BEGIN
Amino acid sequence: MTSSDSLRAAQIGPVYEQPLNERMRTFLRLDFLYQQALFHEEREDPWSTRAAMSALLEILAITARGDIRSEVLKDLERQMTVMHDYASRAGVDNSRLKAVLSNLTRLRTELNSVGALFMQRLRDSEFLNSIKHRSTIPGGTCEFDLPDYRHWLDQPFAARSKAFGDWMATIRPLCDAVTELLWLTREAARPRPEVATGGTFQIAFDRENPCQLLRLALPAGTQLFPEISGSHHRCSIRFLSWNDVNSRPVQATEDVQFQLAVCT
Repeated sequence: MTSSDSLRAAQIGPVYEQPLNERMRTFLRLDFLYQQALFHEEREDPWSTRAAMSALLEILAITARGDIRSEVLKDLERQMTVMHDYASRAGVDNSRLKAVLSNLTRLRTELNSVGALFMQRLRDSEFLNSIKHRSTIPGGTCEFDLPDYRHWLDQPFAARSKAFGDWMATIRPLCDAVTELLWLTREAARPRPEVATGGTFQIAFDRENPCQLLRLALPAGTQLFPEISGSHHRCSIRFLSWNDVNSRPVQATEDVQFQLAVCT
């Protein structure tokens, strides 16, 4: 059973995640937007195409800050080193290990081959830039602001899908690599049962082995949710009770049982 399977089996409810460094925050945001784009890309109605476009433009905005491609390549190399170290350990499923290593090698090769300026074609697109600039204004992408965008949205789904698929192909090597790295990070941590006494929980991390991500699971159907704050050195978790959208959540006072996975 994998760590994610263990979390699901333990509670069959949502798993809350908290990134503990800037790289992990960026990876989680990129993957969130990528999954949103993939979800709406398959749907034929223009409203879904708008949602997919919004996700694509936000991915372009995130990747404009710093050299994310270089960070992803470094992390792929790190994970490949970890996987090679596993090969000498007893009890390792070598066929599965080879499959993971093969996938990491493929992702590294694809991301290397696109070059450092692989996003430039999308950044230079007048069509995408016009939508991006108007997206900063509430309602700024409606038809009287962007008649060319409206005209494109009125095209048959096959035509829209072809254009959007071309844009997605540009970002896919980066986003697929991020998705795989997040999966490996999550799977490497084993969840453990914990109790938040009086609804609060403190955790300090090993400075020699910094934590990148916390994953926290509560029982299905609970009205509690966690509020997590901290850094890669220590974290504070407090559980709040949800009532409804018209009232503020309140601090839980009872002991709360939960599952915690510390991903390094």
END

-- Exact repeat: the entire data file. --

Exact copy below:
Amino acid sequence: MTSSDSLRAAQIGPVYEQPLNERMRTFLRLDFLYQQALFHEEREDPWSTRAAMSALLEILAITARGDIRSEVLKDLERQMTVMHDYASRAGVDNSRLKAVLSNLTRLRTELNSVGALFMQRLRDSEFLNSIKHRSTIPGGTCEFDLPDYRHWLDQPFAARSKAFGDWMATIRPLCDAVTELLWLTREAARPRPEVATGGTFQIAFDRENPCQLLRLALPAGTQLFPEISGSHHRCSIRFLSWNDVNSRPVQATEDVQFQLAVCT
Repeated sequence: MTSSDSLRAAQIGPVYEQPLNERMRTFLRLDFLYQQALFHEEREDPWSTRAAMSALLEILAITARGDIRSEVLKDLERQMTVMHDYASRAGVDNSRLKAVLSNLTRLRTELNSVGALFMQRLRDSEFLNSIKHRSTIPGGTCEFDLPDYRHWLDQPFAARSKAFGDWMATIRPLCDAVTELLWLTREAARPRPEVATGGTFQIAFDRENPCQLLRLALPAGTQLFPEISGSHHRCSIRFLSWNDVNSRPVQATEDVQFQLAVCT
């Protein structure tokens, strides 16, 4: 059973995640937007195409800050080193290990081959830039602001899908690599049962082995949710009770049982 399977089996409810460094925050945001784009890309109605476009433009905005491609390549190399170290350990499923290593090698090769300026074609697109600039204004992408965008949205789904698929192909090597790295990070941590006494929980991390991500699971159907704050050195978790959208959540006072996975 994998760590994610263990979390699901333990509670069959949502798993809350908290990134503990800037790289992990960026990876989680990129993957969130990528999954949103993939979800709406398959749907034929223009409203879904708008949602997919919004996700694509936000991915372009995130990747404009710093050299994310270089960070992803470094992390792929790190994970490949970890996987090679596993090969000498007893009890390792070598066929599965080879499959993971093969996938990491493929992702590294694809991301290397696109070059450092692989996003430039999308950044230079007048069509995408016009939508991006108007997206900063509430309602700024409606038809009287962007008649060319409206005209494109009125095209048959096959035509829209072809254009959007071309844009997605540009970002896919980066986003697929991020998705795989997040999966490996999550799977490497084993969840453990914990109790938040009086609804609060403190955790300090090993400075020699910094934590990148916390994953926290509560029982299905609970009205509690966690509020997590901290850094890669220590974290504070407090559980709040949800009532409804018209009232503020309140601090839980009872002991709360939960599952915690510390991903390094």